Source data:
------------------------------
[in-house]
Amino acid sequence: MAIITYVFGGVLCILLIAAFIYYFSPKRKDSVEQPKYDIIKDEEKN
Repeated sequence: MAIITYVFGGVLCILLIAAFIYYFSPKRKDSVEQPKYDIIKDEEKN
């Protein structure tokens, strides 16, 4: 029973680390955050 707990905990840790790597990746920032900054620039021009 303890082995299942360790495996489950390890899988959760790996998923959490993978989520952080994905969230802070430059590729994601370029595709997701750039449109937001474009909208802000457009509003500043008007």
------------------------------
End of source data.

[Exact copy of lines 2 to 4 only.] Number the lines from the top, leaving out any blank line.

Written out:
Amino acid sequence: MAIITYVFGGVLCILLIAAFIYYFSPKRKDSVEQPKYDIIKDEEKN
Repeated sequence: MAIITYVFGGVLCILLIAAFIYYFSPKRKDSVEQPKYDIIKDEEKN
């Protein structure tokens, strides 16, 4: 029973680390955050 707990905990840790790597990746920032900054620039021009 303890082995299942360790495996489950390890899988959760790996998923959490993978989520952080994905969230802070430059590729994601370029595709997701750039449109937001474009909208802000457009509003500043008007």